Patterson's female co-hosts debated the appropriateness of the scene within the context of the relationships of the characters. On the one hand, it felt like the type of flirting a couple might do, and Luke and Lorelai do eventually get married on the show. But at the time of that scene, Luke was dating someone else and the repeated nature of going back to his butt pushed it from a singular flirtation (which still may have been questionable) to something that made Patterson feel like the character was being humiliated and having his dignity taken away.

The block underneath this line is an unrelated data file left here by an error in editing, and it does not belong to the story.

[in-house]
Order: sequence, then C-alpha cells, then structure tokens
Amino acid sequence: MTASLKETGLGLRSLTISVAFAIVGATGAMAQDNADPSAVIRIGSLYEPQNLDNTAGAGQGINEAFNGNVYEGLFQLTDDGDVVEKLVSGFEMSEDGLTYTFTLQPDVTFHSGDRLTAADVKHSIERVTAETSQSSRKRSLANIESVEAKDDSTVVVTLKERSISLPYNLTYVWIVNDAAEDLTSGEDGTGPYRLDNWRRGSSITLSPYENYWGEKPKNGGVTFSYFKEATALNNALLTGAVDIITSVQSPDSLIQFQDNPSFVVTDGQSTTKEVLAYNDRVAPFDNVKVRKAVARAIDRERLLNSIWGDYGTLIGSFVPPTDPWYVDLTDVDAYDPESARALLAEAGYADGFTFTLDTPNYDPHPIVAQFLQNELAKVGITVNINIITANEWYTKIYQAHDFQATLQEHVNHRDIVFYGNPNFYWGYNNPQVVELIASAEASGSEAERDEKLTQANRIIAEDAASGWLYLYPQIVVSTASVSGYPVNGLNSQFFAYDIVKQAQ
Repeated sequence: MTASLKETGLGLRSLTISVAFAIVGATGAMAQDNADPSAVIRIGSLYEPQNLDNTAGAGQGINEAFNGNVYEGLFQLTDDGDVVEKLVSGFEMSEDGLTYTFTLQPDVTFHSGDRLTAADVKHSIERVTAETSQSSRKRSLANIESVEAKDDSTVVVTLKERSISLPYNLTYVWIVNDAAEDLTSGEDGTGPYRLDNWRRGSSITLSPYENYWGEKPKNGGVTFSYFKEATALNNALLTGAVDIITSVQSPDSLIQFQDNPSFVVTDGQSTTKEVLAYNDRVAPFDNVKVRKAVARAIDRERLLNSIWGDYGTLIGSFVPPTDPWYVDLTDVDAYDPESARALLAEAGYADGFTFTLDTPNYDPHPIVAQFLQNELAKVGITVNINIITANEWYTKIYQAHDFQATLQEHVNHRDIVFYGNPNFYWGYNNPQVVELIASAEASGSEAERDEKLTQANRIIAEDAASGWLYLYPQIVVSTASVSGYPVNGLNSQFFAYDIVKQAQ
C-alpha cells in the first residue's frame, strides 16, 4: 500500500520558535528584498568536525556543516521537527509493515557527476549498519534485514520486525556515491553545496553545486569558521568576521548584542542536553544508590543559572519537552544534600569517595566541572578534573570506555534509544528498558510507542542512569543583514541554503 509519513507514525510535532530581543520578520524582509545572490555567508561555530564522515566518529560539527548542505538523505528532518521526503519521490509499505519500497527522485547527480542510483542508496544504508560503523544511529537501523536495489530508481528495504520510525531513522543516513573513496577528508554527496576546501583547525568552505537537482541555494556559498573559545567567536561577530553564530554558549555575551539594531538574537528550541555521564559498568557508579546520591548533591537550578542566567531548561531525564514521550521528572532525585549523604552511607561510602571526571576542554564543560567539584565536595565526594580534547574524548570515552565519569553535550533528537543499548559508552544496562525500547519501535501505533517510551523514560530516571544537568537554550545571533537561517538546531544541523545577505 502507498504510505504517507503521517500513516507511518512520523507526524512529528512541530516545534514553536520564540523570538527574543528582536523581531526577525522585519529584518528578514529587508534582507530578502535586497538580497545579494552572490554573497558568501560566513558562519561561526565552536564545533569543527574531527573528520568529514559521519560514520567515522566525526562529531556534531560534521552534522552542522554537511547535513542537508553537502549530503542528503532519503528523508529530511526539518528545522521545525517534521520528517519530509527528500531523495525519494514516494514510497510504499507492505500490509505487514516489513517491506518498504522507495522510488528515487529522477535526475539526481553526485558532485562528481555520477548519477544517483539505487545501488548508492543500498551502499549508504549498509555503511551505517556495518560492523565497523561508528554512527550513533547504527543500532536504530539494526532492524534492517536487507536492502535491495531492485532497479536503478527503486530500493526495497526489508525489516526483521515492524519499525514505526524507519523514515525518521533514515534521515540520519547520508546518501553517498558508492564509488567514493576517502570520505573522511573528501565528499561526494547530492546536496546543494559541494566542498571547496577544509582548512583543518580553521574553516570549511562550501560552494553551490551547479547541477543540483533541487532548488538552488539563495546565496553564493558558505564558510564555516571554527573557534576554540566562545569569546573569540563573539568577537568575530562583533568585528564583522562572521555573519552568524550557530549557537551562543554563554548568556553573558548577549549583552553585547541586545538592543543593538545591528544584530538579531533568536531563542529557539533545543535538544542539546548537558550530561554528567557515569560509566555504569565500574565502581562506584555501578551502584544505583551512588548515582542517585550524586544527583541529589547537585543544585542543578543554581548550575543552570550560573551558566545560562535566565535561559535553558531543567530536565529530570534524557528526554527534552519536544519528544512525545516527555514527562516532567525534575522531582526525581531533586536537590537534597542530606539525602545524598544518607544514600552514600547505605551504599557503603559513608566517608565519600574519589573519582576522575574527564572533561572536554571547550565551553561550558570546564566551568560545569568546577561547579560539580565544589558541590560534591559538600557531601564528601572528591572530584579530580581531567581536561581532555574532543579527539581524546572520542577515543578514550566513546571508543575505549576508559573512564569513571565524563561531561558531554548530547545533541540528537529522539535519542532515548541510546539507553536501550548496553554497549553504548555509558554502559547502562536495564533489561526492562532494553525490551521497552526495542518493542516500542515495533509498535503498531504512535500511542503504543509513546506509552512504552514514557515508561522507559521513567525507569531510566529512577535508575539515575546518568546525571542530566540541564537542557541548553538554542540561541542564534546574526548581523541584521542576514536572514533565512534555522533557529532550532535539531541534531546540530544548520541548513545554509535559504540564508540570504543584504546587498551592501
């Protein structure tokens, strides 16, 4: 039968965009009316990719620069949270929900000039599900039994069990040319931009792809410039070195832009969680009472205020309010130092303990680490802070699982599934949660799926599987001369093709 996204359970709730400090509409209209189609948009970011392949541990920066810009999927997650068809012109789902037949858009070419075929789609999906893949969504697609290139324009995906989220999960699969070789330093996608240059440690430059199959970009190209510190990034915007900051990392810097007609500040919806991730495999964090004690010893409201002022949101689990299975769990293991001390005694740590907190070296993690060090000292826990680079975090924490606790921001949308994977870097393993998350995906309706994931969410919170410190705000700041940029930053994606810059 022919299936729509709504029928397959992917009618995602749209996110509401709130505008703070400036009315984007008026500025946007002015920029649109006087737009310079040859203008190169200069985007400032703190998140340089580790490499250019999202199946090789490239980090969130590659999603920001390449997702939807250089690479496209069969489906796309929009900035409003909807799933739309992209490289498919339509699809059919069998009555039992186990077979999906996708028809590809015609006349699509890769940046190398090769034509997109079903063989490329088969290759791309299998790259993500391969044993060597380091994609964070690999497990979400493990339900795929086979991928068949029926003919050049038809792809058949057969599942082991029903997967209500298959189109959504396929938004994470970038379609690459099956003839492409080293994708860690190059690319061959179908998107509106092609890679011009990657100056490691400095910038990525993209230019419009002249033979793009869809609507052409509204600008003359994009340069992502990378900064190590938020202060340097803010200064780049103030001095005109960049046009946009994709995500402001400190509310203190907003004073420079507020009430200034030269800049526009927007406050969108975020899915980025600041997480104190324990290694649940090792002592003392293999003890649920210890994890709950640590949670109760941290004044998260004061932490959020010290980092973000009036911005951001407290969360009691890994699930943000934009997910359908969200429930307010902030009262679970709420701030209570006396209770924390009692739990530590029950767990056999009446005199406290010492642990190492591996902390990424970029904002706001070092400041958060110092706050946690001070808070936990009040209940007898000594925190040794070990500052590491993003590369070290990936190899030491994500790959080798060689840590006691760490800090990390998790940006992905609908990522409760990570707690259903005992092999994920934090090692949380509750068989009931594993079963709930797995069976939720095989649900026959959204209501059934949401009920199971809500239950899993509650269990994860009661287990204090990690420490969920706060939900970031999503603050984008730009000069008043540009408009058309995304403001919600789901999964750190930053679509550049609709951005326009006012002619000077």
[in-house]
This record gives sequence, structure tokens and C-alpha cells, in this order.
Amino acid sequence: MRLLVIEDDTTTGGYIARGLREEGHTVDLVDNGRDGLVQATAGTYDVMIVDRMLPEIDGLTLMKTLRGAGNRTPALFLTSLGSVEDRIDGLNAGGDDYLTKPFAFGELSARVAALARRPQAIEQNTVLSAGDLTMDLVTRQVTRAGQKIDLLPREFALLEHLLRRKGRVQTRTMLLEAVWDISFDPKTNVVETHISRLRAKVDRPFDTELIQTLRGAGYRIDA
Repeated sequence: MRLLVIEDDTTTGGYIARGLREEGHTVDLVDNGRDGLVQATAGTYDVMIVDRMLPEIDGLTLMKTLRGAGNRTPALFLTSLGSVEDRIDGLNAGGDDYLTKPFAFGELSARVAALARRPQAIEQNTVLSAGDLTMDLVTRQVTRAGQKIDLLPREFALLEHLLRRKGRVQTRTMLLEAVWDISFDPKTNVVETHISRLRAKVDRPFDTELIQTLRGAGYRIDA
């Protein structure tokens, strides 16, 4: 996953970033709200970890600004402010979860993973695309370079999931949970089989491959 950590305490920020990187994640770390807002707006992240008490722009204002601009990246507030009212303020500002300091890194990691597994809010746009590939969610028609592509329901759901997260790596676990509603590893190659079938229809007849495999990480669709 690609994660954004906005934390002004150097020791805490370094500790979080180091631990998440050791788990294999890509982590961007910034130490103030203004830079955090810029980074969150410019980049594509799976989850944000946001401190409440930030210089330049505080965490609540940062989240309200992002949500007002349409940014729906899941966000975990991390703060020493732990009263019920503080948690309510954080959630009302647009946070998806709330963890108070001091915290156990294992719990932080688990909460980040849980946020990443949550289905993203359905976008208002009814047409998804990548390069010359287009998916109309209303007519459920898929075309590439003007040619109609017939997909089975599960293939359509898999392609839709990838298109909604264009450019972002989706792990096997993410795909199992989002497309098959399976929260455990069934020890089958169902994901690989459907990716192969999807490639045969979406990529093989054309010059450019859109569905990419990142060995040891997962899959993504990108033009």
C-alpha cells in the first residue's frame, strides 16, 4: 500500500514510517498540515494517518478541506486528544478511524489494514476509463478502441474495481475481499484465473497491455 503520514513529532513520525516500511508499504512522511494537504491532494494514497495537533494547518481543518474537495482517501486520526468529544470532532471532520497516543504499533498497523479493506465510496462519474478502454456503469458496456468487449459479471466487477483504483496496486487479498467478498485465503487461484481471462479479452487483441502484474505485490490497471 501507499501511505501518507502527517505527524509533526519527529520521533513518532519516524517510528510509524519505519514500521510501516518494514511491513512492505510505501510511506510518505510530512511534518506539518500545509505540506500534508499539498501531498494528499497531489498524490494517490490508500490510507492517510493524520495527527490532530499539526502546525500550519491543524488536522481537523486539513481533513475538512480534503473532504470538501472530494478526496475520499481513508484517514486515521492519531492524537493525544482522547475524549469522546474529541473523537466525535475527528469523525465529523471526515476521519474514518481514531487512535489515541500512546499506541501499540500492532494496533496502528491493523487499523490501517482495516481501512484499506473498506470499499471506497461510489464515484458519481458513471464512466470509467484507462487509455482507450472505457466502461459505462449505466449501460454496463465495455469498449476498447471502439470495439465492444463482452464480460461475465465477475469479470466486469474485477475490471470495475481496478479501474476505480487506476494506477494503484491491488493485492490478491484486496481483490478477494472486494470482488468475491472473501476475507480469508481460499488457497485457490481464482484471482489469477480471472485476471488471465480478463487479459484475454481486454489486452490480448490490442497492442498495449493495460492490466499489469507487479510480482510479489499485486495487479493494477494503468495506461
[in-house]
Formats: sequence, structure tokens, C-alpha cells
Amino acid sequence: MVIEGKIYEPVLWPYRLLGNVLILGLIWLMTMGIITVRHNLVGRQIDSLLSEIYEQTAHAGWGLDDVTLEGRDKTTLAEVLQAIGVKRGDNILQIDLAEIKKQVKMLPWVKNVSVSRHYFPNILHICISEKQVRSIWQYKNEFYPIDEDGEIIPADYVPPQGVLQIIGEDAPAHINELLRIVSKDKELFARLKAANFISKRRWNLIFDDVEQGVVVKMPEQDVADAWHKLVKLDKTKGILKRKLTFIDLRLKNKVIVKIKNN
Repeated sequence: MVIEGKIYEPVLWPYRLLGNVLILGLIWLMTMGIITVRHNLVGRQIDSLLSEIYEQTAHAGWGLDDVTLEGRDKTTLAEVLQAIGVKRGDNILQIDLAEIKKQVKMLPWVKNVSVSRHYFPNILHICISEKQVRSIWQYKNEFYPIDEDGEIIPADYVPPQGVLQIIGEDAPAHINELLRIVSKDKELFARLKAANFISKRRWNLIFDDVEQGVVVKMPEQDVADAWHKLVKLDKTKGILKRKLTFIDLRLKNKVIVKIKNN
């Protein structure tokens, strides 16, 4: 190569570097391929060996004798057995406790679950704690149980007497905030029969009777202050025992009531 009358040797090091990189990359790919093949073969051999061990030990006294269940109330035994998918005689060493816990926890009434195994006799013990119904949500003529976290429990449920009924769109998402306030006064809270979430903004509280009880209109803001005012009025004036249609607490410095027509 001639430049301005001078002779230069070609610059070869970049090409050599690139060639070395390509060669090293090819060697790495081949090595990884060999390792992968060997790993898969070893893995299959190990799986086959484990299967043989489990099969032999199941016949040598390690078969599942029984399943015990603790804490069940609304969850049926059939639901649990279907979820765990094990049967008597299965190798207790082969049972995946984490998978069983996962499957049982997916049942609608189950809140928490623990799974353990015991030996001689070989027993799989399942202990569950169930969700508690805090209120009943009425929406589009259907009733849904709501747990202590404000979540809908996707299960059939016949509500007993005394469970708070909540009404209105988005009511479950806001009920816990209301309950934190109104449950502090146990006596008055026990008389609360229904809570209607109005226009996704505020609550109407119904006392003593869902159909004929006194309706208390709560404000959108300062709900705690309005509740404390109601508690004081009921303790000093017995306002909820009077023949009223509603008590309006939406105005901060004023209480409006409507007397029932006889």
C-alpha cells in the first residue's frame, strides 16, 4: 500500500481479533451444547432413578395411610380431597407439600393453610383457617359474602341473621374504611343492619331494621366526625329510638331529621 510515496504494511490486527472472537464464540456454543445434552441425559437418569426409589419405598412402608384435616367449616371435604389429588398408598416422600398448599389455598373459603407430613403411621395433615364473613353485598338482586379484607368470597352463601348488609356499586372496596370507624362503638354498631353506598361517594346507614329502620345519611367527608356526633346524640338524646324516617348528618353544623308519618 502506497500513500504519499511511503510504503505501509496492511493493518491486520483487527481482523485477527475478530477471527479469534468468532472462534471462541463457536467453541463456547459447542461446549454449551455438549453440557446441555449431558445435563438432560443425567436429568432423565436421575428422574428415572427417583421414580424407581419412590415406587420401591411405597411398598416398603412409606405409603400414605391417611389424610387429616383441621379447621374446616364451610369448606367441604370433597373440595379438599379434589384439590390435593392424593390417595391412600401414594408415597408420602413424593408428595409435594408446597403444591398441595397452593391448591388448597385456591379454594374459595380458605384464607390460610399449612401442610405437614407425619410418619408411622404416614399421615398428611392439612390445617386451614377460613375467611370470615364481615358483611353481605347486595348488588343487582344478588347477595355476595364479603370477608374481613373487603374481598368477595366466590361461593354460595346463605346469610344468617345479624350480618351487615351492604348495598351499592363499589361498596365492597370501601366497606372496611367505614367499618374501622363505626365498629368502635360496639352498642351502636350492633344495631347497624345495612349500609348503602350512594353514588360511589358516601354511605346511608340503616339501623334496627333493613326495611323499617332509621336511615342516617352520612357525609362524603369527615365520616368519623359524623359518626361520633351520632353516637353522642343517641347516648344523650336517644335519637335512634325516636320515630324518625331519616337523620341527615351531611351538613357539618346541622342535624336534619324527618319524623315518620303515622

"It wasn't OK with me. I hated that scene," he said. “It’s as disgusting for women to objectify men as it for men to objectify women and it’s as harmful. It was just the most offensive day I've ever spent on a set. Just because it was 2003 didn’t mean it was OK. It’s never OK. And I didn’t feel comfortable doing it and it pissed me off.

"I never said anything, so I was angry at myself for never saying anything," he added. "But, you know, I had this job and I didn’t want to make waves and all that.”

Patterson said he hadn't planned on sharing those feelings on the podcast, but rewatching the episode brought back how uncomfortable he'd felt at the time.